Chris Connolly on raising the profile of short fiction, dealing with rejection, and winning the 2018 ALCS Tom-Gallon Trust Award.
Photo © Shireen Short
What was it like winning the ALCS Tom-Gallon Trust Award last year?
Writing can be a very solitary pursuit, and most of the feedback we get tends to come in the form of rejection emails; so getting shortlisted for an award like this – let alone winning – is really encouraging.
Why do you think awards like these are so important, particularly in highlighting the short story?
There seems to be a general sense (mainly outside of the writing community) that short fiction is in some way lesser than the novel. It's certainly not as popular. I think a lot of this is simply down to the average reader not being exposed to short stories very much, which is a shame, as a lot of people don't even know what they're missing. So these kinds of awards are important, for the individual writer of course, but more so in terms of raising the profile of shorter fiction.
Who are some of your favourite short story writers at the moment?
I'm still coming to terms with reading Jon McGregor's 2012 collection, This Isn't the Sort of Thing That Happens to Someone Like You. It's so good it's kind of depressing! A couple of Irish writers I'm particularly looking forward to new collections from are Kevin Barry and Danielle McLaughin.
What are your three top tips when it comes to writing (and submitting) short stories?
For anyone starting out, I think the most important thing is to realise the value (and necessity) of revising and editing your stories, even when you think they're pretty much complete. Usually, they're not, and pretty much just isn't good enough. In terms of submitting – get used to the aforementioned rejection, and don't take it personally! Any story I've written that's been published or won an award has also been rejected multiple times. (I counted, and 'The Speed of Light', which won last year, was turned down over 15 times.) Lastly, I think all writers probably worry too much about how their work will be received, which is completely natural but can be somewhat stifling... I would say: Try to ignore your potential audience – trust your instincts and write only what feels authentic and right to you.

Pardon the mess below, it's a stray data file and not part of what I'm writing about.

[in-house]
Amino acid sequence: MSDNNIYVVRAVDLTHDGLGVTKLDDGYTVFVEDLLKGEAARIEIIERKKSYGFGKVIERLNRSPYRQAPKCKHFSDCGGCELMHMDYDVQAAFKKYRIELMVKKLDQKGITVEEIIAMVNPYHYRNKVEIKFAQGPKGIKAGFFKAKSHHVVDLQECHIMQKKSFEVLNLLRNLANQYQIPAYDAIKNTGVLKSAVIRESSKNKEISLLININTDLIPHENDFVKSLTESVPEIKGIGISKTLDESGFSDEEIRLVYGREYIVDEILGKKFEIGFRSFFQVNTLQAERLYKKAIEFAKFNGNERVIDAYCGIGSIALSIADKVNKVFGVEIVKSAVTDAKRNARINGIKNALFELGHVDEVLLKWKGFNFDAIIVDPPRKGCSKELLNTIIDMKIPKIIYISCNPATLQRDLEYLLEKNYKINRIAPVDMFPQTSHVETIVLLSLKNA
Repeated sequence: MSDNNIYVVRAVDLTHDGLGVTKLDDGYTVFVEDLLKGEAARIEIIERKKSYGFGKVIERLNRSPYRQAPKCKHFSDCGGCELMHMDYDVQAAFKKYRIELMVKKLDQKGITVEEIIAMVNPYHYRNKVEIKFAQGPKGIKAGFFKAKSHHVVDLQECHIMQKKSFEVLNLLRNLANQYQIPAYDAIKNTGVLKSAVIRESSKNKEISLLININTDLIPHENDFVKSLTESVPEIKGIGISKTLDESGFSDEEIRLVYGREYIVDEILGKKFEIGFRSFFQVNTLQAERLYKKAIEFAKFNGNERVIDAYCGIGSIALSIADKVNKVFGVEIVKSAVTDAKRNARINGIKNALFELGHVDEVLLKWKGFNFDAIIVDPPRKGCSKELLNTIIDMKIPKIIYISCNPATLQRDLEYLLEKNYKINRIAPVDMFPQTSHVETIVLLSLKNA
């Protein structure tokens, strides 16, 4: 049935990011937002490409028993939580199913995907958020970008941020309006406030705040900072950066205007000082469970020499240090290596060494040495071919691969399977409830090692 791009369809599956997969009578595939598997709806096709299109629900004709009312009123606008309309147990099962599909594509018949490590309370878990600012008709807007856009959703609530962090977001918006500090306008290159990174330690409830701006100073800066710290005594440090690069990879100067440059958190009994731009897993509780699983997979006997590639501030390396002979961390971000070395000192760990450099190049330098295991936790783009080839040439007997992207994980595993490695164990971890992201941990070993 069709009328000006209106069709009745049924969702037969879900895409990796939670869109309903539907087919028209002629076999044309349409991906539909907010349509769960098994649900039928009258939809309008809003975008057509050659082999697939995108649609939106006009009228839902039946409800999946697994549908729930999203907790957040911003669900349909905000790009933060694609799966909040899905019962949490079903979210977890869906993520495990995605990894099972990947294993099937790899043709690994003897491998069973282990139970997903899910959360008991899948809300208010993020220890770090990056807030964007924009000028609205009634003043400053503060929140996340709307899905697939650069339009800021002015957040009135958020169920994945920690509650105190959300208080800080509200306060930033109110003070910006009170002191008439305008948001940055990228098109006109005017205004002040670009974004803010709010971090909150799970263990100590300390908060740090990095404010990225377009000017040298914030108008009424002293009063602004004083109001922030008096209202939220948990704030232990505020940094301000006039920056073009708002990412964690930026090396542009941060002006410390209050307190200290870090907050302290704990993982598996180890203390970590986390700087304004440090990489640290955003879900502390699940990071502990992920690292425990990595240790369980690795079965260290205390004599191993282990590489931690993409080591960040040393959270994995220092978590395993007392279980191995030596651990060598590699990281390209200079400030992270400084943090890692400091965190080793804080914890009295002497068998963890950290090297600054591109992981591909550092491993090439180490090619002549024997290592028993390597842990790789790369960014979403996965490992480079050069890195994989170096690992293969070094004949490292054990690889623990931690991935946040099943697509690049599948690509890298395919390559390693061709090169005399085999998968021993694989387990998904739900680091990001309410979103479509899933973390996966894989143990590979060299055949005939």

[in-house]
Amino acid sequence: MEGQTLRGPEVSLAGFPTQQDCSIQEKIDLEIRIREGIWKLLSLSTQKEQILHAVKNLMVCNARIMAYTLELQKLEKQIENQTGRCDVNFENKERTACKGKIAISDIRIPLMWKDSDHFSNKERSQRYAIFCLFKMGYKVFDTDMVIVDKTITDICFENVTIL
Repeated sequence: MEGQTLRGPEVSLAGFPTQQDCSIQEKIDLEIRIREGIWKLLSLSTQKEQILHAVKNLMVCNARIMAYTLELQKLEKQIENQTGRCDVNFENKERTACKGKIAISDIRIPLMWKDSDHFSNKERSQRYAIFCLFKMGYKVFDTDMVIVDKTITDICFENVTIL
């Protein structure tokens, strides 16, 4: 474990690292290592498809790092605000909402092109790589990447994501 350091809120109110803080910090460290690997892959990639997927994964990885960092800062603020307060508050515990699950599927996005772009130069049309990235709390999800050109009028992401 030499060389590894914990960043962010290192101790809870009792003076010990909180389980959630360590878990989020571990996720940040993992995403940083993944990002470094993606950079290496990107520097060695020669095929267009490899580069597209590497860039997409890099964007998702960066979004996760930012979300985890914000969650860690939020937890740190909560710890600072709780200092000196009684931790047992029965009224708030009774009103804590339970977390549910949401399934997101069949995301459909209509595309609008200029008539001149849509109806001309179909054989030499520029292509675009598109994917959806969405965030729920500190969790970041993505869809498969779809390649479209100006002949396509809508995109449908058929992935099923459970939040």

About Chris Connolly
Chris Connolly's fiction and poetry has appeared in the Irish Times, the Irish Independent, Southword, and the Hennessy Book of Irish Fiction, among others, and has been broadcast on RTÉ Radio. His work has won numerous awards, including Best Emerging Fiction at the 2016 Hennessy Literary Awards, the RTÉ Francis McManus competition, and the 2018 ALCS Tom-Gallon Trust Award.
About the ALCS Tom-Gallon Trust Award
The ALCS Tom-Gallon Trust Award (£1,000) is for a short story written by an author who has been accepted for publication at least once before. It is generously supported by the Authors' Licensing and Collecting Society (ALCS).
The 2018 Award was given to Chris Connolly for his short story, 'The Speed of Light and How it Cannot Help Us'. Benjamin Myers was awarded runner-up for 'A Thousand Acres of English Soil'. Find out about this year's shortlistees.